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Fraud Charges Lawyer

Frauds Against Employers: When Civil and Criminal Matters Collide

When an employer uncovers evidence of a fraud committed by one of its employees, it is often faced with the question of whether to take civil action, report the matter to the police, or both. The same conduct can often give rise to proceedings in civil and criminal courts. In those cases, it is no surprise that criminal proceedings are given priority, as a conviction in a criminal matter may well determine the outcome of any civil proceeding.

As a result, it is crucial that someone facing fraud charges against their employer be represented by an experienced lawyer to defend them with both criminal or civil findings.

Consider R. v. Plate: Employer Fraud Charges

For example, in R. v. Plate,[1] an individual was convicted by a jury and later sentenced to 5 years in jail for defrauding his employer. The allegations were that Mr. Plate submitted inflated and/or fake invoices to the company where he worked as a manager. The conduct occurred over a 3-year period and resulted in overbilling of approximately $22 million. Mr. Plate was one of the insiders who helped facilitate the scheme. At trial, the evidence was that he personally benefitted from two cheques totaling $77,930 and annuities in the amount of $1,440,000. While Mr. Plate was not a central figure in the fraudulent scheme, his acquiescence allowed the fraud to continue.

In the subsequent civil proceeding, Atlas Copco Canada Inc. v. David Hillier et al,[2] Justice Dunphy of the Ontario Superior Court of Justice was asked to consider what weight to attach to findings made at the criminal trial and whether they were sufficient to entitle the employer to summary judgment against Mr. Plate. Justice Dunphy highlighted one of the many critical findings made at the criminal trial: that Mr. Plate had specific knowledge of the existence of the fraudulent scheme and that he was in the best position to stop it. He did not. His acquiescence allowed the fraud to continue, and Justice Dunphy found that, because he had a fiduciary duty to his employer, he did not have the option of remaining silent in the presence of a fraudulent scheme that actively caused harm to his employer. Because Mr. Plate had knowledge of the fraudulent scheme and received some benefit from it, he was liable for the full amount of damages during that period of time. The overbilling during that time was found by the sentencing judge at his criminal trial to be $22 million. While this included amounts received by other parties, those frauds only remained unhindered and undiscovered because of Mr. Plate’s conduct and breach of his fiduciary duty. Despite only receiving approximately $1.58 million, he was found liable for the remaining $20 million. It is clear that findings made in a criminal trial can have a decisive impact on civil proceedings.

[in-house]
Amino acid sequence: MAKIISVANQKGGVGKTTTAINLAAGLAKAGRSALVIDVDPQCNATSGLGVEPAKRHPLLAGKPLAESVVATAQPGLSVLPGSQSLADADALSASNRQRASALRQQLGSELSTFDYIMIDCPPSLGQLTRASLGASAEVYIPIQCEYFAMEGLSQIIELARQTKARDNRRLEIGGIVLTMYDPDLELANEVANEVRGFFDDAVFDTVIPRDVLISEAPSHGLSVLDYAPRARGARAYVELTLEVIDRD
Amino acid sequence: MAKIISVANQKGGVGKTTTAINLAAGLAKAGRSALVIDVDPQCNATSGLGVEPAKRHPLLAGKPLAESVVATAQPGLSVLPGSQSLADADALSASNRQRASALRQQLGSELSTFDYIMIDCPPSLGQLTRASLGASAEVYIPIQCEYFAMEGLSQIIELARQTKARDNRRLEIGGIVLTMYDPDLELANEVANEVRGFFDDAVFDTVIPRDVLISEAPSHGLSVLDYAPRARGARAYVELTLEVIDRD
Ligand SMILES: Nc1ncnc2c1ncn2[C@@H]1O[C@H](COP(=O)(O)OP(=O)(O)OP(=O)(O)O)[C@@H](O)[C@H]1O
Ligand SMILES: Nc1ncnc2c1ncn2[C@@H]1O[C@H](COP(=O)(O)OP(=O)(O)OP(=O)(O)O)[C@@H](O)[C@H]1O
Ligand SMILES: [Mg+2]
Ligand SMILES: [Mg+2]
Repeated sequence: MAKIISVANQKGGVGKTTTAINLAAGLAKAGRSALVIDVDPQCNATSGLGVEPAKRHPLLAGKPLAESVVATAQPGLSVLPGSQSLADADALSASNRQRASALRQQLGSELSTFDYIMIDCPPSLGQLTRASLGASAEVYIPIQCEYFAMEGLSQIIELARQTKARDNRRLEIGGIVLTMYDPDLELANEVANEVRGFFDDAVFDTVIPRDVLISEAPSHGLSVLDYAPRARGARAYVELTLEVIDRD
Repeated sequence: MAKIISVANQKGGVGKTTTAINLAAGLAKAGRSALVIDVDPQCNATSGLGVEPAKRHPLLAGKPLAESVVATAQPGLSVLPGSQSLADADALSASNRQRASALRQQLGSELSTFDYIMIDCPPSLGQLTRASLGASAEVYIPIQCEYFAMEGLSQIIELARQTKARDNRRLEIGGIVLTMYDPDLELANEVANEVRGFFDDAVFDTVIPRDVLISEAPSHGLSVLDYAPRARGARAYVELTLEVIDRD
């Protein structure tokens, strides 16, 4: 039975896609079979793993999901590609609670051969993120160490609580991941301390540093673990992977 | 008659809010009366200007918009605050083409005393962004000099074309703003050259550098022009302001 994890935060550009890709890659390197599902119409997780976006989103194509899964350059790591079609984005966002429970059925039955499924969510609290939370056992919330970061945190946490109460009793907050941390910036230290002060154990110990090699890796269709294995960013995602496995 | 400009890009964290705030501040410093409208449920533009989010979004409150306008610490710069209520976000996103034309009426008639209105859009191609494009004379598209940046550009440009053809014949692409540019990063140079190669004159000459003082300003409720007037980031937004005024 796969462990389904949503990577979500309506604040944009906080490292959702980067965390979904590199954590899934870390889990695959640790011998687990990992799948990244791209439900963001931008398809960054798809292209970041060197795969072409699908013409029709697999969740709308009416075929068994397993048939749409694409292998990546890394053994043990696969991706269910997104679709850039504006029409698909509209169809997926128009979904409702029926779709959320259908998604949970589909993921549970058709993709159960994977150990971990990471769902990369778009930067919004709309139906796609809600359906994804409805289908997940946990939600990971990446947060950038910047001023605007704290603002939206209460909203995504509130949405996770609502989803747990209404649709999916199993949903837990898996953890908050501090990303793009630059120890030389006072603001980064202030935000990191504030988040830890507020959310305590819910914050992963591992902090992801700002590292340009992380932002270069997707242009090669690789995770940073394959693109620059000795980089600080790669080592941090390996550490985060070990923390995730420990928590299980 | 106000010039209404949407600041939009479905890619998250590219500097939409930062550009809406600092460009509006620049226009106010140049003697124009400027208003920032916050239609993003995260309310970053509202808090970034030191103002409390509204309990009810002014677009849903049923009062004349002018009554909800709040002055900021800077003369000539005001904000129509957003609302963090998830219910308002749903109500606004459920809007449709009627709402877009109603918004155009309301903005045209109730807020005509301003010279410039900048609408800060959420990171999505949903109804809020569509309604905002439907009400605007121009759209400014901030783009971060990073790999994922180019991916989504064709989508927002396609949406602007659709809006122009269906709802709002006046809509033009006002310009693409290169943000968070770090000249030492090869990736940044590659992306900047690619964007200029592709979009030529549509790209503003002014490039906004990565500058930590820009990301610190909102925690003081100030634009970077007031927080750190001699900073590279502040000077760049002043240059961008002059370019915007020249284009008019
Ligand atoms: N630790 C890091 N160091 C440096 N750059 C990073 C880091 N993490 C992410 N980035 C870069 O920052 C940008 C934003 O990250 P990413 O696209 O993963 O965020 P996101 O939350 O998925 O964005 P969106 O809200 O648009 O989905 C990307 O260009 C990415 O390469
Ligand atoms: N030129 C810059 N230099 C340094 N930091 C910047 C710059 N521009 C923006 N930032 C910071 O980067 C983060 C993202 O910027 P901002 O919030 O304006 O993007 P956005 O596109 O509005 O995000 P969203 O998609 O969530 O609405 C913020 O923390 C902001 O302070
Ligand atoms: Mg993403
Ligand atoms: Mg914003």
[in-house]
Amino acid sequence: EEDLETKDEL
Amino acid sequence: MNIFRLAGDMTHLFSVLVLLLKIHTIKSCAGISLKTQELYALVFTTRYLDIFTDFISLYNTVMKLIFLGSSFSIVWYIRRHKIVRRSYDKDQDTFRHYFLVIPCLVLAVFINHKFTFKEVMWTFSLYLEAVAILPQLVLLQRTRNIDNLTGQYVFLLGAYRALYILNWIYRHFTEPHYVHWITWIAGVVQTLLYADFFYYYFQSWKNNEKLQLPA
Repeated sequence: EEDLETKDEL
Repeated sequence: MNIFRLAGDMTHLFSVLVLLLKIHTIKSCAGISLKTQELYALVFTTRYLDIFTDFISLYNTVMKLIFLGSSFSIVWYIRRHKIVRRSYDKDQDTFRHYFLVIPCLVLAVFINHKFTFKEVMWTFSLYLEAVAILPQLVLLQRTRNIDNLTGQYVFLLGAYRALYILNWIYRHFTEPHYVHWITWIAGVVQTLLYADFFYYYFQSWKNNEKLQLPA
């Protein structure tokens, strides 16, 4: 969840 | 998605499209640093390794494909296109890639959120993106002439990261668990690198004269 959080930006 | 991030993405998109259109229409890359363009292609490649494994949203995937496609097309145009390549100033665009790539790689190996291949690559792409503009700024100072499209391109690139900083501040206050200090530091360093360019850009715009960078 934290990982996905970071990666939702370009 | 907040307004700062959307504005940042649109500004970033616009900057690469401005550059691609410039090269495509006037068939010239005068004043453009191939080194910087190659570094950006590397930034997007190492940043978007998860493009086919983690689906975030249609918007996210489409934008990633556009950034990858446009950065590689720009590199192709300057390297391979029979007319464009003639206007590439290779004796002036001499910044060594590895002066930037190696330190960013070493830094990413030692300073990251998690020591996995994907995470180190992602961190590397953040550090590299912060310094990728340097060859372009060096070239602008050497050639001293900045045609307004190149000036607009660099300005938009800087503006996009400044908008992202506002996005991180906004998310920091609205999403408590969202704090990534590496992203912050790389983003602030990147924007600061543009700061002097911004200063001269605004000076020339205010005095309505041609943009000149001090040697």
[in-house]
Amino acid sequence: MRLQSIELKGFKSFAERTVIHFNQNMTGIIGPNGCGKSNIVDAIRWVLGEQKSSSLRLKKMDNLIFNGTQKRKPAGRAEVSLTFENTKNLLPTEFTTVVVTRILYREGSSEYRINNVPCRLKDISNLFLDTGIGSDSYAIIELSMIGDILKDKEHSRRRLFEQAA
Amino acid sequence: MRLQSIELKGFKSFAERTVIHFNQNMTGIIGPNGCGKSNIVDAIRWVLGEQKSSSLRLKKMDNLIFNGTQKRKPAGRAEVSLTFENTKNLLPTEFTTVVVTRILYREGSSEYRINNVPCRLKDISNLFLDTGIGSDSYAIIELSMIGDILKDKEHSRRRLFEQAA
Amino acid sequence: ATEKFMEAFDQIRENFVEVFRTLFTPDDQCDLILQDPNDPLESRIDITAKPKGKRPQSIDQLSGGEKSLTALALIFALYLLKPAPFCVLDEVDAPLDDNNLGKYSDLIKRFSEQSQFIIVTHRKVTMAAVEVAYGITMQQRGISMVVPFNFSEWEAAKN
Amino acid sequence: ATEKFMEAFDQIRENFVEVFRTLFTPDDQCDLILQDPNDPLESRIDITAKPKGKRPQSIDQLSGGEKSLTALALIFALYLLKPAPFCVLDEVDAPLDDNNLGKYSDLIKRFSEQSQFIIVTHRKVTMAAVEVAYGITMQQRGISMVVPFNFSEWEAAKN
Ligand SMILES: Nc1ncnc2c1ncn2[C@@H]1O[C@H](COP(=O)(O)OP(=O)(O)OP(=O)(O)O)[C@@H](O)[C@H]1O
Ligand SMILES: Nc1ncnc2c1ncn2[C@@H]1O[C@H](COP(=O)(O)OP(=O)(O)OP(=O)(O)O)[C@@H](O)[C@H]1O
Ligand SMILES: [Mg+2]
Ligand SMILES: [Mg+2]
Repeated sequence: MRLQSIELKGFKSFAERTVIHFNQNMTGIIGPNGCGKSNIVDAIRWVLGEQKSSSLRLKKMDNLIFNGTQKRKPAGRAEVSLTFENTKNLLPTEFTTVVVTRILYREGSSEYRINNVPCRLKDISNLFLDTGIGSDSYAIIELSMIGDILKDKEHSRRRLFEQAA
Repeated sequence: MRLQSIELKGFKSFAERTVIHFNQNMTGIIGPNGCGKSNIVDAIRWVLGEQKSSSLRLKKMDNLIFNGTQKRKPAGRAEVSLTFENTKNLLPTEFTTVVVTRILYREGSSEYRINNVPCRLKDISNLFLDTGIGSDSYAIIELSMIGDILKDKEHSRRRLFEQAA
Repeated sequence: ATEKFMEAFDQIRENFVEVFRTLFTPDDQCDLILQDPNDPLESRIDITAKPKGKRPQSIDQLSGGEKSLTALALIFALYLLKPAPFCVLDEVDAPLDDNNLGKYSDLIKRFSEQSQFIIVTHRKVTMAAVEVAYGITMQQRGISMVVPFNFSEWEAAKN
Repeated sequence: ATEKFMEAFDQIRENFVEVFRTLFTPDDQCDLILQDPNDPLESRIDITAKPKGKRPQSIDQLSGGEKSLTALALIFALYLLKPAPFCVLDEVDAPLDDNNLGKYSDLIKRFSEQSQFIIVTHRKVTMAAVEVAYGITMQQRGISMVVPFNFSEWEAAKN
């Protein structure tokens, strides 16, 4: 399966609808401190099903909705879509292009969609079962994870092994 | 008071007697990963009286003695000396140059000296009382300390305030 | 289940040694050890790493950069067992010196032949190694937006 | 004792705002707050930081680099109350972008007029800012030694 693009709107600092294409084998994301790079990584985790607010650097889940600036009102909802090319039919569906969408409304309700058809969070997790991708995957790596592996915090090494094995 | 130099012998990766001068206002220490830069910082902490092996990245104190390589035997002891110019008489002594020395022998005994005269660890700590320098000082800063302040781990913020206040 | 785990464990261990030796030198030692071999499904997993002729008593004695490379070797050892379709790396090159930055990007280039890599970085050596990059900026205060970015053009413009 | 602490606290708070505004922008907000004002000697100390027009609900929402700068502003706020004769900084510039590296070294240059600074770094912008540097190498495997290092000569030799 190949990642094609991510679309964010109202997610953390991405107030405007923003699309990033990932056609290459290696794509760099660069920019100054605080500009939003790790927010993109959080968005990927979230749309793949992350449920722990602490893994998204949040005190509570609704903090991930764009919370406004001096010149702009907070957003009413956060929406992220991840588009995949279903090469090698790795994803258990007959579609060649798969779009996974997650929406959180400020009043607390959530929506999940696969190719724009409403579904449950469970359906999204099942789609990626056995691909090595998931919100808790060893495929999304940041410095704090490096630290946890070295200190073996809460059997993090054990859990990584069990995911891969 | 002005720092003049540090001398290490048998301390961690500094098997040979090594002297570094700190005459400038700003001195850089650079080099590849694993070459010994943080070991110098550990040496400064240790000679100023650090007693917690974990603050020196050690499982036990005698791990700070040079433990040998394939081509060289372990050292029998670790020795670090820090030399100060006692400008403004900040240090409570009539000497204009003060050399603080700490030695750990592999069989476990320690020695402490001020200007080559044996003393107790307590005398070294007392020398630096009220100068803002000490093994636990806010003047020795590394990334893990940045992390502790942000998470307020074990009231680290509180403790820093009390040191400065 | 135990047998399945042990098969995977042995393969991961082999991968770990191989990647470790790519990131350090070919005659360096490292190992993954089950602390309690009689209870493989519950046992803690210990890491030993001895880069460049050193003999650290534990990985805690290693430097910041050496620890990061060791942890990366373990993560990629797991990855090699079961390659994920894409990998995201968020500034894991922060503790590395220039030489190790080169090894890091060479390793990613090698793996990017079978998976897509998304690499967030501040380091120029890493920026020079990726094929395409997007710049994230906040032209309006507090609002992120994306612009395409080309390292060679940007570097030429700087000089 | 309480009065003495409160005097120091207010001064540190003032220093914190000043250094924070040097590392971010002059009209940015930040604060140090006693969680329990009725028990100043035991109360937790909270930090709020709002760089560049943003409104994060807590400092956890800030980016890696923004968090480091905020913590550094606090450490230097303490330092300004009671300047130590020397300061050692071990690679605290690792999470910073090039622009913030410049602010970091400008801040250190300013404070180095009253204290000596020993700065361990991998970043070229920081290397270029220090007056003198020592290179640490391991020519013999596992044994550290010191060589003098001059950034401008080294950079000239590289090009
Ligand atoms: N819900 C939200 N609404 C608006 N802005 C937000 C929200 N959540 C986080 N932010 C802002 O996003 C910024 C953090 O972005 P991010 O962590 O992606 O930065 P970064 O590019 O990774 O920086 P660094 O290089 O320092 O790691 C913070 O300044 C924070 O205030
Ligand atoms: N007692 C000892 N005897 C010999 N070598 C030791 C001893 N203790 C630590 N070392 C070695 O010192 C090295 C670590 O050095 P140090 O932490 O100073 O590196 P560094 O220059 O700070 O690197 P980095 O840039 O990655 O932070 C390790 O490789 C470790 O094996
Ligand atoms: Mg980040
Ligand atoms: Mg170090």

Mr. Plate appealed the judgment to the Court of Appeal for Ontario.[3] The issue on appeal was whether Justice Dunphy erred in granting a summary judgment against Mr. Plate in sole reliance on the findings made in his criminal proceeding by the sentencing judge. The Court of Appeal confirmed that Justice Dunphy properly admitted the criminal findings into evidence. However, the Court of Appeal found that Justice Dunphy did not consider the relevant factors in determining what weight he could give to the sentencing judge’s findings that Mr. Plate was a fiduciary. The Court of Appeal sent the matter back to Justice Dunphy to determine whether there was a genuine issue requiring a trial on the breach of fiduciary claim.

If you are the subject of a criminal investigation or face charges, you should contact a lawyer experienced in fraud charges. At Damien Frost & Associates LLP, we will advise you of your rights and defend against allegations of fraud or thefts against employers. Contact us today to schedule a free consultation.

[1] R. v. Plate, 2016 Decision on Sentence (unreported – October 25, 2016)

[2] Atlas Copco Canada Inc. v. David Hillier et al., 2018 ONSC 1588

[3] Plate v. Atlas Copco Canada Inc., 2019 ONCA 196

By: Daniel Libman -

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